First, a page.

U.S. plans to transfer JDAM kits to Ukraine for precision strikes

The delivery of aviation-guided JDAM bombs to Ukraine will mark a new phase in the provision of Western precision weaponry to the Ukrainian side.

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Joseph P Chacko
Joseph P Chacko
Joseph P. Chacko is the publisher of Frontier India. He holds an M.B.A in International Business. Books: Author: Foxtrot to Arihant: The Story of Indian Navy's Submarine Arm; Co Author : Warring Navies - India and Pakistan. *views are Personal

The U.S. government intends to give Ukraine Joint Direct Attack Munition (JDAM) planning and correction modules for aerial bombs. The delivery of aviation-guided JDAM bombs to Ukraine will mark a new phase in the provision of Western precision weaponry to the Ukrainian side.

The kits include global positioning (GPS) devices for high-precision targeting and can be fitted to numerous types of weapons, turning them into what the U.S. calls a Joint Direct Attack Munition (JDAM). The U.S. military has used JDAM Kits for bombs up to 2,000 pounds, usually integrating it into bombers and fighters.

It is still being determined which of President Biden’s senior national security advisers authorised the transfer of JDAM to Ukraine. According to Washington Post, those familiar with the topic, who spoke anonymously to discuss sensitive internal conversations, did not specify whether Ukrainian forces would utilise JDAM kits on aircraft or land-based weapons or which specific systems in Ukraine’s arsenal would be candidates for such usage.

The Ukrainian Air Force relies heavily on outdated Soviet-era MiGs. The Pentagon has been looking for ways to modernise them rather than supplying more modern Western aircraft that would require complex new training for pilots and maintenance personnel.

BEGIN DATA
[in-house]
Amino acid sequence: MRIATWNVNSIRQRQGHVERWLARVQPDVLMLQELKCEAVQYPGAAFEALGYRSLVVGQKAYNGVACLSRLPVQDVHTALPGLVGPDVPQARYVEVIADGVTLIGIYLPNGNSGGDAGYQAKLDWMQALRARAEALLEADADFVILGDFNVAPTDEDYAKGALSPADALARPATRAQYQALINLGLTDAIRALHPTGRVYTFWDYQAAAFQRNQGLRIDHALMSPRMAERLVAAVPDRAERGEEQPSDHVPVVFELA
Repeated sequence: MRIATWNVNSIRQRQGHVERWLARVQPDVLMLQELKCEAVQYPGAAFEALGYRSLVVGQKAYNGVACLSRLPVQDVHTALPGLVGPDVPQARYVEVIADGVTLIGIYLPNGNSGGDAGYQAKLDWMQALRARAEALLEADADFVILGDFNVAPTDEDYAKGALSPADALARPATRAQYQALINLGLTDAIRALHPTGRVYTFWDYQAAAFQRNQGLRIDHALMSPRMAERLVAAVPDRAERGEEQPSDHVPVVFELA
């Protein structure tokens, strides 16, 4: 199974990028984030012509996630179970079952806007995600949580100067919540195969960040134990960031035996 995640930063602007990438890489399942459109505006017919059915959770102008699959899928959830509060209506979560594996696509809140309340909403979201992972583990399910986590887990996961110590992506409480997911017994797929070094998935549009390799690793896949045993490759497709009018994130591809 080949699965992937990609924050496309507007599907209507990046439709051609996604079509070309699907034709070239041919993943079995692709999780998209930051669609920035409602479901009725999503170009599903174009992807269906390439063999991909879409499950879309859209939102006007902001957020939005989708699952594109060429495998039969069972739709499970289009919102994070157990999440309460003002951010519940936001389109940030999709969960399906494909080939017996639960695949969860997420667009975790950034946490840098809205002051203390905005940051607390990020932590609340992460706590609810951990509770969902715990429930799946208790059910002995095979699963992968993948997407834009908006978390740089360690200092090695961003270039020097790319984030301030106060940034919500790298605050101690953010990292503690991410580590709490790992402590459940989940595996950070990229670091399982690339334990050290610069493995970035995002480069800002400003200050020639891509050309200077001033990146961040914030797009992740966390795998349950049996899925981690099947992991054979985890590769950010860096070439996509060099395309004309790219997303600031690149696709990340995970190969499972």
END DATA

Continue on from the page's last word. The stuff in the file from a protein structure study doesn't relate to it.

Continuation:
The Biden administration has previously donated other advanced weapons to Ukraine, including HARM airborne anti-radar missiles, to boost Ukraine’s ability to carry out airstrikes. But this weapon works differently than the GPS-guided JDAM; instead, it targets enemies’ radio emissions.

The delivery of the JDAM will be another significant step by Washington in helping Ukraine repel invading Russian forces by providing a new way to target Russian units and headquarters. Since June, Ukraine has relied heavily on another U.S.-made HIMARS precision-guided missile system to inflict heavy casualties on Russian forces and disrupt their supply lines, according to Ukrainian and U.S. officials.

The Kremlin has reacted angrily to the flow of Western military aid, issuing thinly veiled threats to use nuclear weapons in Ukraine and warning of the possibility of a wider war with NATO. For this reason, the Biden administration has been careful about approving deliveries of new weapons systems that Russia may view as an escalation.

On December 13, senior U.S. officials told The Washington Post that the Pentagon is preparing to provide Ukraine with Patriot anti-aircraft missile systems, the most advanced U.S. air defence capability. Officials said that Biden has yet to approve the move but may do so soon.

Ukrainian leaders have been pleading for help bolstering their air defences as Russia relentlessly attacked the country’s electricity grid, cutting off the heating for much of the population as the winter cold sets in. The supply of the Patriot air defence system, which uses long-range radar and anti-aircraft missiles to intercept incoming air targets, was one of the top and most frequent requests from Ukraine to Washington.

The United States has provided about $20 billion worth of security assistance to Ukraine since the February 24 invasion began.

White House National Security Adviser Jake Sullivan said on December 12 that the administration is focused on “devaluing any Russian effort” to gain an advantage in the war and predicted that the United States would soon announce new arms shipments to Ukraine.


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